Related Tags:

A version of this article appeared in the October 19, 2005 edition of Education Week as District Faces Host of Logistical Woes


Classroom Technology Webinar Building Better Blended Learning in K-12 Schools
The pandemic and the increasing use of technology in K-12 education it prompted has added renewed energy to the blended learning movement as most students are now learning in school buildings (and will likely continue
This content is provided by our sponsor. It is not written by and does not necessarily reflect the views of Education Week's editorial staff.
Student Well-Being Webinar
A Whole Child Approach to Supporting Positive Student Behavior 
To improve student behavior, it’s important to look at the root causes. Social-emotional learning may play a preventative role.

A whole child approach can proactively support positive student behaviors.

Join this webinar to learn how.
Content provided by Panorama
Student Achievement Webinar Examining the Evidence: What We’re Learning From the Field About Implementing High-Dosage Tutoring Programs
Tutoring programs have become a leading strategy to address COVID-19 learning loss. What evidence-based principles can district and school leaders draw on to design, implement, measure, and improve high-quality tutoring programs? And what are districts

EdWeek Top School Jobs

Teacher Jobs
Search over ten thousand teaching jobs nationwide — elementary, middle, high school and more.
View Jobs
Principal Jobs
Find hundreds of jobs for principals, assistant principals, and other school leadership roles.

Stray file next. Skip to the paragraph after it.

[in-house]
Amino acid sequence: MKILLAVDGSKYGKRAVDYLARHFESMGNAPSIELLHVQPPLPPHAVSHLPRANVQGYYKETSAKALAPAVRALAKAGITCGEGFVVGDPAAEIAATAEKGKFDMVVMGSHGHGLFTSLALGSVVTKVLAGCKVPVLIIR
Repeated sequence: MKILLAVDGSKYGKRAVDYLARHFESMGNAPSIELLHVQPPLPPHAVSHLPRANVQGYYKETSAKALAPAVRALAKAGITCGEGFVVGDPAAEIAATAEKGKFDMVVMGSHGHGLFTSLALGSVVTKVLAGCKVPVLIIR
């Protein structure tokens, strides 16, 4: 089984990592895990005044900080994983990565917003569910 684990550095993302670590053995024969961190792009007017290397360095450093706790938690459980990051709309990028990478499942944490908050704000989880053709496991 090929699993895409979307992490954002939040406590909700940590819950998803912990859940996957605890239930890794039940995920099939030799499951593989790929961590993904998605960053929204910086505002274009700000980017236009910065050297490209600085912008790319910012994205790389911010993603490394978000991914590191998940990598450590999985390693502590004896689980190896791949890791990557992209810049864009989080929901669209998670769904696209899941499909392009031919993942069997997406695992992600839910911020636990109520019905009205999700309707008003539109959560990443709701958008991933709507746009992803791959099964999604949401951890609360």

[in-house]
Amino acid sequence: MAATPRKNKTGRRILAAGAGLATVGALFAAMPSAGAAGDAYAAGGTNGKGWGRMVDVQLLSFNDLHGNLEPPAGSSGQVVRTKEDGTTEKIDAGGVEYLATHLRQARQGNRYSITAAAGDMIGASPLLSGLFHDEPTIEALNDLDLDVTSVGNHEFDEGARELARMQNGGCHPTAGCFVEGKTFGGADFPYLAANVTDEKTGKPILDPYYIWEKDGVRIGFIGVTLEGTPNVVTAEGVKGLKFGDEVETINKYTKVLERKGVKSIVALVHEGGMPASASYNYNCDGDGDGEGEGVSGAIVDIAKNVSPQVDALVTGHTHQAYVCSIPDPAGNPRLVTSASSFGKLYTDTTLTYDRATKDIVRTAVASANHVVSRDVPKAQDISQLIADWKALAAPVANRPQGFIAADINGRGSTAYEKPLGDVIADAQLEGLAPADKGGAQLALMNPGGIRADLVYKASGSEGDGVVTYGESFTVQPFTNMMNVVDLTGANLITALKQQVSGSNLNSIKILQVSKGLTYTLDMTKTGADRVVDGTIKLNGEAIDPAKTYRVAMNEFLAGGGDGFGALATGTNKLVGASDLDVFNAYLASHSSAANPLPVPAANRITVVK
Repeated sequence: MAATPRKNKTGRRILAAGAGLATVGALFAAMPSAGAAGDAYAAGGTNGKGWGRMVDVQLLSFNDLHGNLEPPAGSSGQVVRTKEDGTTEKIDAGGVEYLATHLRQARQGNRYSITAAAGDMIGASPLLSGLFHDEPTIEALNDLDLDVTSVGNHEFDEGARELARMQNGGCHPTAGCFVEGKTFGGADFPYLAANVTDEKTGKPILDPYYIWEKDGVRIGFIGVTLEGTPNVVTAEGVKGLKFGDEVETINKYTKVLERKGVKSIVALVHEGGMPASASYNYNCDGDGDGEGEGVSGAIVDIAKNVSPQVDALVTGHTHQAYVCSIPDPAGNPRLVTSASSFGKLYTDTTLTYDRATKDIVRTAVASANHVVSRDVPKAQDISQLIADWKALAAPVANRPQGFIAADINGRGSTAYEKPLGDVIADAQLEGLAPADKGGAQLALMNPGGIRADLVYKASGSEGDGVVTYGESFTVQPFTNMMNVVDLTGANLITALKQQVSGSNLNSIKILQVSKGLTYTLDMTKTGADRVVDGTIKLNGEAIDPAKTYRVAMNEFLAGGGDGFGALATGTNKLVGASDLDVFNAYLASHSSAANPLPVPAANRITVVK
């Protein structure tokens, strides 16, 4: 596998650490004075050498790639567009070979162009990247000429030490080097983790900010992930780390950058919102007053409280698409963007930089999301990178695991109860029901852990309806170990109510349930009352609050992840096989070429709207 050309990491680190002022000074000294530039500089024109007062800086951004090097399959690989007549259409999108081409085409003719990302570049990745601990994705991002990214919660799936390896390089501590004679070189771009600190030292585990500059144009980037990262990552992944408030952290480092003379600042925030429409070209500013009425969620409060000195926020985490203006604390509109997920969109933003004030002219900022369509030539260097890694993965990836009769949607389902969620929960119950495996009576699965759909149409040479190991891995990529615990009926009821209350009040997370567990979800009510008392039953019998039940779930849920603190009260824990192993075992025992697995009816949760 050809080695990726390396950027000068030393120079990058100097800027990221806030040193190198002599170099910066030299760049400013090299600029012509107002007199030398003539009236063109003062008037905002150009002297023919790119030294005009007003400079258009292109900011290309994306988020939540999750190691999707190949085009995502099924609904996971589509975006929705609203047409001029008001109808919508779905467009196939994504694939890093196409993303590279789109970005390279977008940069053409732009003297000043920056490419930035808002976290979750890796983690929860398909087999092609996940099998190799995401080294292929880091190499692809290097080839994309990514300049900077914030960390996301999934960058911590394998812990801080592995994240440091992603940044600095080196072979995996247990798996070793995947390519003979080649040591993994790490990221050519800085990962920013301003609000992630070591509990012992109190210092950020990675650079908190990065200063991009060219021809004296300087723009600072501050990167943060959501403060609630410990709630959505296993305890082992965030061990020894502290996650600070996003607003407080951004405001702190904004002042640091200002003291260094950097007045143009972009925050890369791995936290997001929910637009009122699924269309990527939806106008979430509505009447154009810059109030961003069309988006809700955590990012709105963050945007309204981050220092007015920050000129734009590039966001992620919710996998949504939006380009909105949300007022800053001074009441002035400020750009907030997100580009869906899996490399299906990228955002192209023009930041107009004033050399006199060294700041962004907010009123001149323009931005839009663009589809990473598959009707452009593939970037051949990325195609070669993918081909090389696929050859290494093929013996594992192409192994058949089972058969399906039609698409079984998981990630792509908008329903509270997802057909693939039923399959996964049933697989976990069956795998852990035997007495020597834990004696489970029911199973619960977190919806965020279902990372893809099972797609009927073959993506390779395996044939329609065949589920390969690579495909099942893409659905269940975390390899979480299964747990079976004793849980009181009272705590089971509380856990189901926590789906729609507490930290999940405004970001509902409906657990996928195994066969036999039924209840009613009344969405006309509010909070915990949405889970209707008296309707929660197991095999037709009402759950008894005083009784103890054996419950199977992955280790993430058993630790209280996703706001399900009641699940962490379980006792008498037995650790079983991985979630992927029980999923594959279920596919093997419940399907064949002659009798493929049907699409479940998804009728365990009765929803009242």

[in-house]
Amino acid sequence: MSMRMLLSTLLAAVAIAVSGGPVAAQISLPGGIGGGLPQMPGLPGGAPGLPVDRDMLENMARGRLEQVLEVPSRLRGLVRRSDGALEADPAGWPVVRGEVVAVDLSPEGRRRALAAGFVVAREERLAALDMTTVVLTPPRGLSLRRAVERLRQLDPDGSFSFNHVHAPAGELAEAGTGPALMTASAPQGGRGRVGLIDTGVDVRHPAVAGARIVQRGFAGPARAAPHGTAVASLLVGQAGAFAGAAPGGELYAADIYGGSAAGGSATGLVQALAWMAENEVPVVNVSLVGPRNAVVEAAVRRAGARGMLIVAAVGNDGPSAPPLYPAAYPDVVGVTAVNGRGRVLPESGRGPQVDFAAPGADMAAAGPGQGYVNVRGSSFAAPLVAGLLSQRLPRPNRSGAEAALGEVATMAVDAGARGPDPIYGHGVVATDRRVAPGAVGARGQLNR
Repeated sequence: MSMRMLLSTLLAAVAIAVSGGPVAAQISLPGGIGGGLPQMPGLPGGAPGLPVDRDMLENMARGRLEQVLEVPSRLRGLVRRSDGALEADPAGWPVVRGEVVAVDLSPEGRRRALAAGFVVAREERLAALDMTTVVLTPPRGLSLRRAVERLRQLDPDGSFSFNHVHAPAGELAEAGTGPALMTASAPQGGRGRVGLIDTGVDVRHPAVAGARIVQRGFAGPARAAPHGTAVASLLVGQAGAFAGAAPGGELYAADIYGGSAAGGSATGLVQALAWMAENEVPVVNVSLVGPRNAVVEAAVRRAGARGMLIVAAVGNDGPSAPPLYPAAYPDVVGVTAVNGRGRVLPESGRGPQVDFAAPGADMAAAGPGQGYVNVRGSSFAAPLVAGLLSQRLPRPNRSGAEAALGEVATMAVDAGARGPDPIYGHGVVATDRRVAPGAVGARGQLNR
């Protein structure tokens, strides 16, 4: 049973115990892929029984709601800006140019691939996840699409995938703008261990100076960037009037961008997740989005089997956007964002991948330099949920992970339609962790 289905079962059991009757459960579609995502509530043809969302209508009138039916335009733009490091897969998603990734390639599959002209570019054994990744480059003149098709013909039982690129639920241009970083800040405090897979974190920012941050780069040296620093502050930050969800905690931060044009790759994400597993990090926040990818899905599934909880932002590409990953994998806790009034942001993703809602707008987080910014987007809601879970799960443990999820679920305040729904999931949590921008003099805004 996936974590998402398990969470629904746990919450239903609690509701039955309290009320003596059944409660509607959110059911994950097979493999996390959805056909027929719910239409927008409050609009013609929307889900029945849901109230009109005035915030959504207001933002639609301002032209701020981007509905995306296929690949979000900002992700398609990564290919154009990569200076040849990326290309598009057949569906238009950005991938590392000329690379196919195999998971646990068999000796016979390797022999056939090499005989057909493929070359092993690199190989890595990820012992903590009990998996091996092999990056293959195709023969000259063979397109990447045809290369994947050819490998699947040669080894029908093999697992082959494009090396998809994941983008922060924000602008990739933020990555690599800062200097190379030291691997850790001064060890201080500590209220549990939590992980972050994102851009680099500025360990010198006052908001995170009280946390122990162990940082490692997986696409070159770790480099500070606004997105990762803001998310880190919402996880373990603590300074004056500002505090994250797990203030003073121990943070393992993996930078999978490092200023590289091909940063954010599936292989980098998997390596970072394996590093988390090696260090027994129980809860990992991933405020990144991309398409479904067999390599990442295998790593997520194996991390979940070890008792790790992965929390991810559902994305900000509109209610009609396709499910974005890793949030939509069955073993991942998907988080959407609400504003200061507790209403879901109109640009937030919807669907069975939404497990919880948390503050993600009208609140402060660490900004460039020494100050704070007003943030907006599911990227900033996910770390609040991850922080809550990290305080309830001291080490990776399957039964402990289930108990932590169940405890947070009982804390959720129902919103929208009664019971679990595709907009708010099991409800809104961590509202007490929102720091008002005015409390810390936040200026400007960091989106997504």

View Jobs
Administrator Jobs
Over a thousand district-level jobs: superintendents, directors, more.
View Jobs
Support Staff Jobs
Search thousands of jobs, from paraprofessionals to counselors and more.
View Jobs

Read Next

Education Briefly Stated: November 17, 2021
Here's a look at some recent Education Week articles you may have missed.
8 min read
Education Nearly a Million Kids Vaccinated in Week 1, White House Says
Experts say there are signs that it will be difficult to sustain the initial momentum.
4 min read
Leo Hahn, 11, gets the first shot of the Pfizer COVID-19 vaccine, Tuesday, Nov. 9, 2021, at the University of Washington Medical Center in Seattle. Last week, U.S. health officials gave the final signoff to Pfizer's kid-size COVID-19 shot, a milestone that opened a major expansion of the nation's vaccination campaign to children as young as 5. (AP Photo/Ted S. Warren)
Education How Schools Are Getting Kids the COVID Shot, and Why Some Aren’t
Some district leaders say offering vaccine clinics, with the involvement of trusted school staff, is key to helping overcome hesitancy.
5 min read
A girl walks outside of a mobile vaccine unit after getting the first dose of her COVID-19 vaccine, outside P.S. 277, Friday, Nov. 5, 2021, in the Bronx borough of New York. (AP Photo/Eduardo Munoz Alvarez)
Education Biden Administration Urges Schools to Provide COVID-19 Shots, Information for Kids
The Biden administration is encouraging local school districts to host vaccine clinics for kids and information on benefits of the shots.
2 min read
President Joe Biden, and first lady Jill Biden walk to board Marine One on the South Lawn of the White House in Washington, Saturday, Nov. 6, 2021. Biden is spending the weekend at his home in Rehoboth Beach, Del. (AP Photo/Alex Brandon)